Top 10 tips to boost your child's early language skills

First published on Monday 24 October 2022

Babies start learning about language from the moment they are born through your interactions with them. We have some expert tips on how you can boost your child's early language – from playing interactive games with your baby, to nurturing your older child's confidence through creativity.

It's never too early to focus on improving your child's early language skills. Education begins long before your child enters a classroom. In fact, from the moment they're born, your baby's education has already begun ...

This is because every single day your baby is interacting with you and other caregivers, and this all contributes to them learning how to talk!

We've gathered some great tips on how you can make interactions with your baby fun and engaging, and help everyone to enjoy supporting your baby’s early learning experiences.


We've got some top tips on how you can help your child express themselves in their earliest years, from Tracy Jackson, the Head of Early Years at the National Literacy Trust, and Dr Kirsten Asmussen, the Head of Child Development at the Early Intervention Foundation.

Here's what they shared:


  1. Follow the leader : Make the most of the times your little one is keen to copy your facial expressions – try sticking your tongue out, blinking or making lip sounds for added engagement. This also goes both ways. Copy the sounds your baby makes. Say back to them what they are trying to tell you through their noises.
  2. It’s good to talk : Back-and-forth conversation between parents and children increases vocabulary skills and language development. Whether they can use any words yet or not, respond to your baby’s babbling and facial expressions as if they are starting a conversation. A good place to start is to notice what your baby is looking at and talk about that.
  3. Everyone loves a surprise: While playing with your child, following predictable routines is important but so is an element of surprise in your playtime. ‘Body’ or ‘lap’ games that include tickling or touch, such as ‘incy-wincy spider’ or ‘koochy-koo’ are exciting and stimulating for babies and small children.
  4. A gesture speaks a thousand words: As your baby grows, they will start to develop gesturing and joint engagement – where they look to where you point. To encourage this key developmental stage, respond to your baby’s gestures make lots of your own actions when you speak – use gestures and actions to help your child understand what you say, eg saying “bye bye” and waving.
  5. The face is an open book: From a very early age, a baby can recognise the difference between happy and sad faces and can copy simple facial movements. By six months, they can typically express a range of emotions such as pleasure, fear and excitement through facial expressions, vocalisations and body language. You can encourage them to express themselves by describing your baby’s emotions as you speak to them.

Young Children

  1. Book-sharing and reading : Reading with them is a key way to develop a closer connection, encouraging your child’s imagination to grow by introducing them to new words. Look at the pages together, talk about the pictures, and follow your child’s focus. Try reading to them first, and then, as your child gets older, encourage them to be more involved, first by having them turn the pages, then by discussing the story with them.
  2. Make daily routines fun: Your little one is constantly seeing and experiencing new things, and so the weekly trip to the supermarket is a whole new world to explore. This is a chance to point new things out and name things. As soon as you notice your child looking or pointing at something, talk about it before their attention moves on to something else – that might be within a couple of seconds for babies – and this can reinforce language skills.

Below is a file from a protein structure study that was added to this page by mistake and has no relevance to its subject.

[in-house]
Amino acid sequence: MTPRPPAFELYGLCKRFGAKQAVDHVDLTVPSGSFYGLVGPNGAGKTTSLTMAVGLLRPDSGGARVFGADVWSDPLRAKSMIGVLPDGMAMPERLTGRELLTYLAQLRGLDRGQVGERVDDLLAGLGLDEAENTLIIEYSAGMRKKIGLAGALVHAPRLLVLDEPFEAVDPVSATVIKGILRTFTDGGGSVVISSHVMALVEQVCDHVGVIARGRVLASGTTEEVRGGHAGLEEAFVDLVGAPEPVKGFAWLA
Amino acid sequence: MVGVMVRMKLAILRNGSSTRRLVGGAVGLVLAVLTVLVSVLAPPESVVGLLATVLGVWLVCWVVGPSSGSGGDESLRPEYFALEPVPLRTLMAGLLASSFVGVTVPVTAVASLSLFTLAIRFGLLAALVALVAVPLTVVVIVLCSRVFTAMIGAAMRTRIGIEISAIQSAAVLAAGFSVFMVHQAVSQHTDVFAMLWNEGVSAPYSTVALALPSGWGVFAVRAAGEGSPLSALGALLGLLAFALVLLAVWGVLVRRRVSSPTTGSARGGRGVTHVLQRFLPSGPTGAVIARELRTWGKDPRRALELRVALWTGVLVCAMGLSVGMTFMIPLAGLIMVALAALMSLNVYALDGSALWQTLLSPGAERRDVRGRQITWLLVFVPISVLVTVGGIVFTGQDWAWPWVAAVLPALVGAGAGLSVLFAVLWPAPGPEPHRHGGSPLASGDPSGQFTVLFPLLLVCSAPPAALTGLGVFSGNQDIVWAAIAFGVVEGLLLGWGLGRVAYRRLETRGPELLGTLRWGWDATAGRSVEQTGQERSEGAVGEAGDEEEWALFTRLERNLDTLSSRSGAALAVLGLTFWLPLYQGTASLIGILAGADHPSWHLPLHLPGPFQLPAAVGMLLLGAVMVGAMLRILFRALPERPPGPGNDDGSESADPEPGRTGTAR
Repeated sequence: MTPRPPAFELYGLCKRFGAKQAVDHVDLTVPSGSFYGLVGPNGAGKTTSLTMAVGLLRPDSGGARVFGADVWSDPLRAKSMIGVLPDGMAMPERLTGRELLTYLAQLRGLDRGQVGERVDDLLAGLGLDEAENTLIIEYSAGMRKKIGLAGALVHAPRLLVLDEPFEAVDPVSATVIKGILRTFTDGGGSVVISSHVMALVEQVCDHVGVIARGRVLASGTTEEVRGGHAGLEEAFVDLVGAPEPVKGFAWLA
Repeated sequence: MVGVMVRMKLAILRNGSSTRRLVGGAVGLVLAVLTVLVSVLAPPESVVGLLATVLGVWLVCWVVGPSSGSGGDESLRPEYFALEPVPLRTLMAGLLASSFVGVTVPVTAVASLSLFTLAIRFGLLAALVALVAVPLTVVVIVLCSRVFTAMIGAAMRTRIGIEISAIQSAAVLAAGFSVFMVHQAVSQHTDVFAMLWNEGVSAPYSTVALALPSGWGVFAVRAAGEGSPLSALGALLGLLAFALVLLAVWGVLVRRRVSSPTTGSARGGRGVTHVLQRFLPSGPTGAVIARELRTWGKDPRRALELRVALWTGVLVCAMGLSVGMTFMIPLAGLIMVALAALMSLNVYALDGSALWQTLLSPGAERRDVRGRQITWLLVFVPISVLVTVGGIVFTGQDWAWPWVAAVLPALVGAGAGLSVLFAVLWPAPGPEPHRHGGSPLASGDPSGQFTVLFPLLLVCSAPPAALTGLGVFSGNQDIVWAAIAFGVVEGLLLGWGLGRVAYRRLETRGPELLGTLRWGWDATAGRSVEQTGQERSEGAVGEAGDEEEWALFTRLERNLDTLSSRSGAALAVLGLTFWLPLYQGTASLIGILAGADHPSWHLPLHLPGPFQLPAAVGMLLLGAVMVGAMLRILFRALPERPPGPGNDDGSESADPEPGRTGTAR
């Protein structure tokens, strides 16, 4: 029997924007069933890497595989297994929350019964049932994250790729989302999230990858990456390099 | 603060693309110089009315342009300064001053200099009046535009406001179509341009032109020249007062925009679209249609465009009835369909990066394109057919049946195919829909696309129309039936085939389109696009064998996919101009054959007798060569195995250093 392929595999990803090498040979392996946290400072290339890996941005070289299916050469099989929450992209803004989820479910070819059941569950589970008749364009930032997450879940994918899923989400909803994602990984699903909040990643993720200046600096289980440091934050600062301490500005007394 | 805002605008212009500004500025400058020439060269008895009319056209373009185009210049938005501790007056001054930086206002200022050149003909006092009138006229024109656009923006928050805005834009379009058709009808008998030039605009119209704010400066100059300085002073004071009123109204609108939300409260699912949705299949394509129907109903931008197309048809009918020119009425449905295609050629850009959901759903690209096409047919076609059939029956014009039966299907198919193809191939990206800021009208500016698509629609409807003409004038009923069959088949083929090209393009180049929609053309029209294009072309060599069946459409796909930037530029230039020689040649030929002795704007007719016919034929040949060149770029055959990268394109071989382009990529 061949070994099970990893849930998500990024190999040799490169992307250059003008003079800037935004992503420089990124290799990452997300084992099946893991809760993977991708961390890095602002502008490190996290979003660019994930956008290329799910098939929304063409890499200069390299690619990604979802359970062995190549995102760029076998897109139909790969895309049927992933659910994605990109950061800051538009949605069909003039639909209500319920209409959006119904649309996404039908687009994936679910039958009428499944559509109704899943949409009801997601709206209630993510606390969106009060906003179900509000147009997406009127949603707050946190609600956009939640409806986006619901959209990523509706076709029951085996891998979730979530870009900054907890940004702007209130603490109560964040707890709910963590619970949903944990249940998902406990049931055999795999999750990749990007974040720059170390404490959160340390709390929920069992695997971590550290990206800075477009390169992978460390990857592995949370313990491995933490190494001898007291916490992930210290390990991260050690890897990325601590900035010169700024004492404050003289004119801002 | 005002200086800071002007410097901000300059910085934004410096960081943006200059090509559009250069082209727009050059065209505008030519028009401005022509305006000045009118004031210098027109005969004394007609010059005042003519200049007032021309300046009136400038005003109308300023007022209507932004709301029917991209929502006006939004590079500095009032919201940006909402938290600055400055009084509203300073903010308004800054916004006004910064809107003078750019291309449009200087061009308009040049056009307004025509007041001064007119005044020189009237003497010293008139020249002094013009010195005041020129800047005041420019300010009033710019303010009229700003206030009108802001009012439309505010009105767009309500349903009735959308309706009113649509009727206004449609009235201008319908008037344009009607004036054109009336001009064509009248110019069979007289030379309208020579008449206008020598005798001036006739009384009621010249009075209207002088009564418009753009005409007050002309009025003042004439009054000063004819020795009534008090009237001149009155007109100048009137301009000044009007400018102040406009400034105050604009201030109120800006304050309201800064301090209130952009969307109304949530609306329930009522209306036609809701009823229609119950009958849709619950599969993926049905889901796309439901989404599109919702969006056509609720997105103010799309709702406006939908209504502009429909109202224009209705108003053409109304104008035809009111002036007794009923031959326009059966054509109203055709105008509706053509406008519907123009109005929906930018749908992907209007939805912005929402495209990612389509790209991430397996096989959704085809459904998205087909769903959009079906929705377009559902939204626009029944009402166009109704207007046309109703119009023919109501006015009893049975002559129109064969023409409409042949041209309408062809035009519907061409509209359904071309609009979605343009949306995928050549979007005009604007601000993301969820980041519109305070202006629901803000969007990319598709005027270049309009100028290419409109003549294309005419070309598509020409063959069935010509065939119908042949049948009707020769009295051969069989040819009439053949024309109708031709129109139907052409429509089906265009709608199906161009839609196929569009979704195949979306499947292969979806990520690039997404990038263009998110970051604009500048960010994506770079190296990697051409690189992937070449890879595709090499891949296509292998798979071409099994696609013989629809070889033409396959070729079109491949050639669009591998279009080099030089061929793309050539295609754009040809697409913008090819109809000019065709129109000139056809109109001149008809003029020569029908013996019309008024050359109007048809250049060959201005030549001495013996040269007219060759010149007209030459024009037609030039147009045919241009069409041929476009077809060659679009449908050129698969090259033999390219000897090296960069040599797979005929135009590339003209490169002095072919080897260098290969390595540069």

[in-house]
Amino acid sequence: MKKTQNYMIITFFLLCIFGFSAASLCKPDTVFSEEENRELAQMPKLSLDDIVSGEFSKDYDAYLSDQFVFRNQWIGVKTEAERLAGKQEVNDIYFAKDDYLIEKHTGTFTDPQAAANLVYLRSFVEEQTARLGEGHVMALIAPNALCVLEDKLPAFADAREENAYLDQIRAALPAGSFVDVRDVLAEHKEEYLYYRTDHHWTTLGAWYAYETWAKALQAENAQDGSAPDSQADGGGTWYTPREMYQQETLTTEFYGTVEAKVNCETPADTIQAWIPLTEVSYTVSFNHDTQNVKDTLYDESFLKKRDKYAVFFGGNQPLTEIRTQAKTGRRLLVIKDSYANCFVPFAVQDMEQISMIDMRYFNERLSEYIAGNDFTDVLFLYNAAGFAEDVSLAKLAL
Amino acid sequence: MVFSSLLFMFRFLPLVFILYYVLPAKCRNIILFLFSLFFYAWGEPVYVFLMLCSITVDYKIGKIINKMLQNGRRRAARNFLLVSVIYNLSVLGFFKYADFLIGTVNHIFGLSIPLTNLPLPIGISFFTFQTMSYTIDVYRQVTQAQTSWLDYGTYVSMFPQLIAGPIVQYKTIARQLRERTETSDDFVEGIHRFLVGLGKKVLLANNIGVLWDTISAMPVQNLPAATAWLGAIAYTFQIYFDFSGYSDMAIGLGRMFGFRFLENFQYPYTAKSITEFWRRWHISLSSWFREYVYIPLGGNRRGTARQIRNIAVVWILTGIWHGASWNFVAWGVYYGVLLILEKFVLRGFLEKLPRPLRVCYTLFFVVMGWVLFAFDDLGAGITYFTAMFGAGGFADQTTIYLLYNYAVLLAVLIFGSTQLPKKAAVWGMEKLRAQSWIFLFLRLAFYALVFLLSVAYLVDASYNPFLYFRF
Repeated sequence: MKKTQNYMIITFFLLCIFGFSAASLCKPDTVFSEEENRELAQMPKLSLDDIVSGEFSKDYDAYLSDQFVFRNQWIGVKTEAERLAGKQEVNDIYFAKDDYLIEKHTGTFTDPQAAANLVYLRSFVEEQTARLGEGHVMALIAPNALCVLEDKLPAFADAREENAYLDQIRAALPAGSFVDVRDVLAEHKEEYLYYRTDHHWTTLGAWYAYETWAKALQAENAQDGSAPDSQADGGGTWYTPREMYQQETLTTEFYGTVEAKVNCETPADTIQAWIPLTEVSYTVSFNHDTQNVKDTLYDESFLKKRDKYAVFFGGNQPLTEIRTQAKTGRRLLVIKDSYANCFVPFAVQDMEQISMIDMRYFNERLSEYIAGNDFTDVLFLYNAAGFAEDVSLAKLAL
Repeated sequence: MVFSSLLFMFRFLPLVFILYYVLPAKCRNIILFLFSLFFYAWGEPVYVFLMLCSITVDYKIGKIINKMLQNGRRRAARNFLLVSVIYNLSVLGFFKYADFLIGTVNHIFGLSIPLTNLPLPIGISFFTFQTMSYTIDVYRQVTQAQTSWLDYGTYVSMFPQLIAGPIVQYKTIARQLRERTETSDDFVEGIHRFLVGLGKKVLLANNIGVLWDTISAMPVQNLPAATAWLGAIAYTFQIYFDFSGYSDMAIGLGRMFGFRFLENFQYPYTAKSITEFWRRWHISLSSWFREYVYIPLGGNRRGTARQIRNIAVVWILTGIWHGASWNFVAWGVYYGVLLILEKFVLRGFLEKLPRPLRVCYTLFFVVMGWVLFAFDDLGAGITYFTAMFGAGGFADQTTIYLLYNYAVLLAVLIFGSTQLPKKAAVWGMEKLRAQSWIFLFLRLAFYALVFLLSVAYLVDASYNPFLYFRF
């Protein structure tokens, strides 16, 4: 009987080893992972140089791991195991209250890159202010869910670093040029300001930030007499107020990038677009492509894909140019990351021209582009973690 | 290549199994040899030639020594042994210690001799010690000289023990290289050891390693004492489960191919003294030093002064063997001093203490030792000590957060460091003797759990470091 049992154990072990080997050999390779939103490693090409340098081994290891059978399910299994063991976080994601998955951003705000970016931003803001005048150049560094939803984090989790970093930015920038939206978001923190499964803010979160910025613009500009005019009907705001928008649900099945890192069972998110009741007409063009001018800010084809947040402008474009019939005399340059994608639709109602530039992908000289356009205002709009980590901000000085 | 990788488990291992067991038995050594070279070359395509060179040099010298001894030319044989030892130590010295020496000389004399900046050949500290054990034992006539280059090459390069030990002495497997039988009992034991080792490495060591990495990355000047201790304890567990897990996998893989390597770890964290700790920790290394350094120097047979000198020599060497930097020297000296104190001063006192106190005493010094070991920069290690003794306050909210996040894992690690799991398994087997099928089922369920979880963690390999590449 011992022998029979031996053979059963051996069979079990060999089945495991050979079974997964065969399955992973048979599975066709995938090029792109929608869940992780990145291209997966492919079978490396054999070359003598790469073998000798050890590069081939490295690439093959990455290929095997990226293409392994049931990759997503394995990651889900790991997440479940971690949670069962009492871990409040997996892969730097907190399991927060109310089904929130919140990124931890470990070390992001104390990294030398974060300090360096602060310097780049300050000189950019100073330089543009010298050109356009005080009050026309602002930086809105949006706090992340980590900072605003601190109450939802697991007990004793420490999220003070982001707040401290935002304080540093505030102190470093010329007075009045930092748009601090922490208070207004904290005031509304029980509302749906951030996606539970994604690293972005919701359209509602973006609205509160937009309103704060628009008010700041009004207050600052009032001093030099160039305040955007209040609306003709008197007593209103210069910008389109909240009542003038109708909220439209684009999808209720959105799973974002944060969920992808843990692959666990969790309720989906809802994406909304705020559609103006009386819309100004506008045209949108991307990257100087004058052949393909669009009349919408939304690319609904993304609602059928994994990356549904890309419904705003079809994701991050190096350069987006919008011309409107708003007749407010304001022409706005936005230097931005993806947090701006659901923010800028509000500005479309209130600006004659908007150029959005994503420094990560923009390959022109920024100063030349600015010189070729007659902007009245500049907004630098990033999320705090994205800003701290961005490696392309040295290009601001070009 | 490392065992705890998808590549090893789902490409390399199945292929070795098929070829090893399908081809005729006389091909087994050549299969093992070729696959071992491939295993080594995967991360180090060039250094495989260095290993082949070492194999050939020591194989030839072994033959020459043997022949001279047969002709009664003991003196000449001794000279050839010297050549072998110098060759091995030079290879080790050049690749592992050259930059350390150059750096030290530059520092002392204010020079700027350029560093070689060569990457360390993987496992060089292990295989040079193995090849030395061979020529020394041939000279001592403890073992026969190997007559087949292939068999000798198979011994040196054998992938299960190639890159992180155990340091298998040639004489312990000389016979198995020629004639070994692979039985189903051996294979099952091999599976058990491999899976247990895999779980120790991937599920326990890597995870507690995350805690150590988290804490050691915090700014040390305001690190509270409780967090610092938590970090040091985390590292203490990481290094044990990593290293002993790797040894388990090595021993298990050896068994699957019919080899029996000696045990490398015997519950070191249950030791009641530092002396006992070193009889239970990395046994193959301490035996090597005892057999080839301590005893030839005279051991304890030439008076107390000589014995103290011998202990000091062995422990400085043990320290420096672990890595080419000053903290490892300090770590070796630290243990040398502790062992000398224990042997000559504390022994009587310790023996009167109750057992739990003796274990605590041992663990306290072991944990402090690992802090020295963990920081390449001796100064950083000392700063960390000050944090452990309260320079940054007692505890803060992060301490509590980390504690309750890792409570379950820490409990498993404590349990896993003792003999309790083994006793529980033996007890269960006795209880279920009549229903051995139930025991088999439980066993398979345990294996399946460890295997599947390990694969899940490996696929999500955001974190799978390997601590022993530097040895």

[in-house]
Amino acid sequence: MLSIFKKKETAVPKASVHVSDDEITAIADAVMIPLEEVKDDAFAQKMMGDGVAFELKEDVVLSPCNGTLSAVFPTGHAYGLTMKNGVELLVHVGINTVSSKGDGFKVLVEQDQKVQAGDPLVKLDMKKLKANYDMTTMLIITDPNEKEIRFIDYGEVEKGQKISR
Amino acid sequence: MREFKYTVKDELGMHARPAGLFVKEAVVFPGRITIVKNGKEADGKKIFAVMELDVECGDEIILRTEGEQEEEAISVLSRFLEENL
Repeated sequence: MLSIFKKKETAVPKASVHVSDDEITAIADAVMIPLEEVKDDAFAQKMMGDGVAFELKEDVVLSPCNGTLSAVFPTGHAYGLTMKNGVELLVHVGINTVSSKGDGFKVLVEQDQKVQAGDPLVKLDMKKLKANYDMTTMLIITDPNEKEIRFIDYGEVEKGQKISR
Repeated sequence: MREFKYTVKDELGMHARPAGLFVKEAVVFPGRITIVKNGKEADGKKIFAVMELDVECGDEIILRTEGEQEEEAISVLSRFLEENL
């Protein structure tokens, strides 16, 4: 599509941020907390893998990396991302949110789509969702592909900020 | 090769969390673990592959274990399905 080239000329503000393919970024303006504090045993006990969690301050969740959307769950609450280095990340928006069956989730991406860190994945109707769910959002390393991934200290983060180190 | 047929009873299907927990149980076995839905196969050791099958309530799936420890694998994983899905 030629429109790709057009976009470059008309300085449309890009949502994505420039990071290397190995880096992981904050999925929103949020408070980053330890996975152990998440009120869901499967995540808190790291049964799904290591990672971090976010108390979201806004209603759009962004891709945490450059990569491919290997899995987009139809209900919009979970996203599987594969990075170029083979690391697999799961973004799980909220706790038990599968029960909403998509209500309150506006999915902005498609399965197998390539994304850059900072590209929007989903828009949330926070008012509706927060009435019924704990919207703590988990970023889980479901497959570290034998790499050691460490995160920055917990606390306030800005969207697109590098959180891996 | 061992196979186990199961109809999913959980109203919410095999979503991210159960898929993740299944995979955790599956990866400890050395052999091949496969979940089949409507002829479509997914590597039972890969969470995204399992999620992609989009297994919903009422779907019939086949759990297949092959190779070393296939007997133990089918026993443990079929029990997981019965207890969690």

3. Time to rhyme: Songs, poems and rhymes are enjoyed by children from a very early age. The repetition, language, sounds and rhythm, help children to predict what’s coming next. From as early as one month, sing songs and rhymes to your baby with actions or lots of repetition. Once your child is a few years old, play rhyming games with them – can your child come up with a word that rhymes with “cat”?
  4. It’s all make - believe: Once your baby becomes a toddler, they begin to understand what they can’t see – to be able to pretend and think about the future. Make-believe games and conversations about feelings and memories are associated with children’s vocabulary development and expressive language use. Play make-believe games together or games which use opposites such as on or off, big or little. Also encourage your child to talk about the future and anticipate events.
  5. Ask a question or two: We are all familiar with the “why” questions from curious toddlers, but you can ask the questions, too. Use open questions with lots of possible answers. “What are you going to play with today?”, “How do you think the character will solve the problem?” Ask your child if they can give possible solutions to problems, for example if their favourite hat is missing. All this helps a child understand the past, present and future and use their memory skills.

They say, 'Every child is different and there’s no one-size-fits-all. What matters most is spending time with your child chatting, playing, and reading. Every little thing you do with them will set them up well as keen little learners for when they start school.'

For more information visit ‘ Start for Life – chat, play, read ’ where you can find tips and activities to help support your child's development and find further support in your local area.

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